The article also features an artist impression of the HyImpulse SL1 micro-launcher (see picture) under development in Germany.  Southern Launch has a preliminary agreement with this company, which is offering South-Australia as a launch site for potential customers to reach polar orbits with payloads up to 500 kg.
With sufficient thrust, pigs fly just fine - however, this is not necessarily a good idea. It is hard to be sure where they are
going to land, and it could be dangerous sitting under them as they fly overhead.

Offline jpo234

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Re: HyImpulse
« Reply #11 on: 02/02/2021 11:58 am »
« Last Edit: 02/02/2021 12:01 pm by jpo234 »
You want to be inspired by things. You want to wake up in the morning and think the future is going to be great. That's what being a spacefaring civilization is all about. It's about believing in the future and believing the future will be better than the past. And I can't think of anything more exciting than being out there among the stars.

Offline PM3

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Offline CameronD

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Re: HyImpulse
« Reply #13 on: 03/11/2021 11:42 pm »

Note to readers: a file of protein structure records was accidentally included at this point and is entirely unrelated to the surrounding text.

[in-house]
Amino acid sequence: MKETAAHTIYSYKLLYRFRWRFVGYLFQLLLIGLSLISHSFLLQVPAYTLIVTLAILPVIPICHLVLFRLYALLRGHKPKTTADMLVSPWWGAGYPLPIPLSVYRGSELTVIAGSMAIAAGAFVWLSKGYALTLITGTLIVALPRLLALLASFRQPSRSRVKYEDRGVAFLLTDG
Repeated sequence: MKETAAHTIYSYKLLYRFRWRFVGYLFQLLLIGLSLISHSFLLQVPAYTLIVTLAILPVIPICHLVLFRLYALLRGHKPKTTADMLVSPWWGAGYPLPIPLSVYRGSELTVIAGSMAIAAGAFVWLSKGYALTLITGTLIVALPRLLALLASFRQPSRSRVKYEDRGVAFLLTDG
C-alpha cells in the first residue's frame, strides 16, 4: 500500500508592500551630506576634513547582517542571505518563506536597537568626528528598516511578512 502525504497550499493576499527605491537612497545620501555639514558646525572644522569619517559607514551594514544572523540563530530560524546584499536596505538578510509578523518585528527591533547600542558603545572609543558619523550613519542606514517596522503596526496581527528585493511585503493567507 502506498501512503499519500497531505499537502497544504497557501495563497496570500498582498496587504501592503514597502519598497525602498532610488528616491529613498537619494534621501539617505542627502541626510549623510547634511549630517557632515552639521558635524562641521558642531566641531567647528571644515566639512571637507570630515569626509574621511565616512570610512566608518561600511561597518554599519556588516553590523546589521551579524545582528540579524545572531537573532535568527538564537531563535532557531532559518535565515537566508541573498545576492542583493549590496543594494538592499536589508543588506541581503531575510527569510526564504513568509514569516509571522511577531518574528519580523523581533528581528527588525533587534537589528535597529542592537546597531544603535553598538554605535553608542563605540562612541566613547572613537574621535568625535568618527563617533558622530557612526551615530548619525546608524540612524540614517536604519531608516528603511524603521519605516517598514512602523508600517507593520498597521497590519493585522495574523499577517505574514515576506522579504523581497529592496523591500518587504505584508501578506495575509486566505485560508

Quote
Hyimpulse:  Serial production of full-scale 75kN hybrid rocket motors has started.

Qualified and to be used on our Sounding Rocket and Small Launcher.

The inherent simplicity of hybrid system and the safe to handle choice of fuel (paraffin-candle wax) enables us to ramp up production easily (and anywhere!)

P.S. Test footages coming soon !
With sufficient thrust, pigs fly just fine - however, this is not necessarily a good idea. It is hard to be sure where they are
going to land, and it could be dangerous sitting under them as they fly overhead.

Offline CameronD

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Re: HyImpulse
« Reply #14 on: 06/21/2021 02:07 am »
From Facebook:
Quote
HyImpulse's 75kN HyPLOX75 Hybrid rocket motor Qualification tests at Shetland Space Centre


We have successfully started the first series of #qualification tests of our flight scale 75 kN #hybrid motor this week.

Thanks to our great #team, inherently safe hybrid motor system and mobile test bench, we have setup our infrastructure in just 2 weeks from arrival till the first hot fire tests! The maiden flight of this motor with our Sounding Rocket SR75 is scheduled for Q4 2021.

This important milestone puts us at the forefront of small launcher developments in Europe and the UK.